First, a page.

You Got Style
· Pointed Takes on Style Delineated ·
October 31, 2005
· Literacy, Halloween Style ·
Stemming from my cleaning a desk Saturday to make room for a new computer, it's ordered less by space than by time — and for serious consideration of college-level literacy. Here is my tale.
In papers horizontally filed and archeologically found, I chanced to spot an old letter I'd sent a few years ago to my local newspaper. The paper had done a piece on a forty-year-old who had started reading through the dedicated help of our college staff. You can imagine what personal courage it took to tell his story. My thank-you letter appeared as
It so happens I've some youngsters at my door begging Halloween treats. Understandably, I'd like to tell them how Martin Luther, four-hundred-eighty-eight years ago tonight, changed the world by showing that the real trick — always requiring "missing what we call a target" — demands more "leading out."
As I recall, Luther posted reasons why on his church door and created a Reformation by his effort — one with true Literacy, Halloween Style as its start.Permalink | Comments (3) | TrackBack (0)
October 18, 2005
· An Ironic Turning Place ·
Our Wednesday discussion dealt with one such, David Wilson, the curator of The Museum of Jurassic Technology in Los Angeles. The book we discussed, Mr. Wilson's Cabinet of Wonder: Pronged Ants, Horned Humans, Mice on Toast, and Other Marvels of Jurassic Technology (1995), examines the MJT and puts me in mind of the odd serendipity of my topical connection there: the strange, perhaps ironic fact that Wilson's museum occupies an old L. A. barber shop I haunted as a kid in the 1940s.
But it is the larger topic — almost as Booth discusses it — of irony itself that matters here; for in Mr. Wilson's Cabinet of Wonder, Lawrence Weschler extends Booth's fine take on irony by noting a Rilke quote drawn from the Letters to a Young Poet — one happily fit in his text to the thought that "The first layers are just a filter"*:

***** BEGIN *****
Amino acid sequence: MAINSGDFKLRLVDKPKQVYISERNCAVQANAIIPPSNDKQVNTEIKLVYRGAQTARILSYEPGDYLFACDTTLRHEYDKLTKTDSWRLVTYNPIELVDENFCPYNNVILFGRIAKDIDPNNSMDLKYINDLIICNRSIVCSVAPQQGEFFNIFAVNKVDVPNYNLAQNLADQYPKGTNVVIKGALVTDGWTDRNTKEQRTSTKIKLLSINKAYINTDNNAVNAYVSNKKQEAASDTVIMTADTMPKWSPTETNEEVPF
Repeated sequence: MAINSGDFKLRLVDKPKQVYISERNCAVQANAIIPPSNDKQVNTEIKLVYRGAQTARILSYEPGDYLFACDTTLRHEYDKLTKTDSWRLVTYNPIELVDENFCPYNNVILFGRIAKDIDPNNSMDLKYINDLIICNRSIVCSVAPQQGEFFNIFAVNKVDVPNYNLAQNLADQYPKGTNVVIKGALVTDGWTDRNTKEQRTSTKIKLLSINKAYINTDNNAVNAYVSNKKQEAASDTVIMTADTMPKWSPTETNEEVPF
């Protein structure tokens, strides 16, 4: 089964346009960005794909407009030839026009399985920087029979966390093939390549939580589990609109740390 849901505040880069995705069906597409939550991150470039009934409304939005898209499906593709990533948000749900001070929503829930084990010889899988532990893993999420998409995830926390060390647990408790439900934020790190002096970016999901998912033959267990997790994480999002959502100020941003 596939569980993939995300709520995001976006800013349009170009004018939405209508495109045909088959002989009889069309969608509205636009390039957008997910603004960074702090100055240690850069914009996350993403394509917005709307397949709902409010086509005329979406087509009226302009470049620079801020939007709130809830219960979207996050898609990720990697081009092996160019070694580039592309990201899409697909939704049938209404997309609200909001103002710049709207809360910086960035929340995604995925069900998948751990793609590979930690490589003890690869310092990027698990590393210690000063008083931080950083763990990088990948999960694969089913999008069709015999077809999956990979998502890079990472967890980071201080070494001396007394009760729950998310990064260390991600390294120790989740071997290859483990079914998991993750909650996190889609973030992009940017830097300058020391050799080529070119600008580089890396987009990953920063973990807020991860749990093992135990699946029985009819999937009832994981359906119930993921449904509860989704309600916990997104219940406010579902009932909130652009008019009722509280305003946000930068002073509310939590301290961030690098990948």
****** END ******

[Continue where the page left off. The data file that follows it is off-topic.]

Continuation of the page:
Though I can't begin to mark the richness of Wilson's place — much less that of Weschler's fine book — I can at least mark a modest effort, made some twenty years ago now, to examine another American artist, Henry James, in his short story "The Real Thing." It too dwells in the ironic slip between reality and appearance, and I thought to include it.
I've some added notes, but it's offered here as drafted — not under the influence of Wayne Booth but that of Paul de Man — as an early, academic effort toward deconstructive anti-deconstructive theory. Should that sound like a bunch of "unreliable narration," I'll let you, of course, be the judge.
*In context, Wilson has told Weschler (on p. 62) "I don't understand the difference [between aesthetically and ethically just men]" :
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October 9, 2005
· Figurative Rhetoric: A Ringing Endorsement ·
What I've in mind here is a fine new weblog, called Figures of Speech, It Figures, by Jay Heinrichs. Here's Jay's entry for October 4:
If you want other sharp figures of speech every day, do tune in, for Jay has the sense to teach us all rhetoric, Rhetoric, RHETORIC with, well . . .
But I doubt Jay's a republican, Republican, REPUBLICAN.Permalink | Comments (5) | TrackBack (0)
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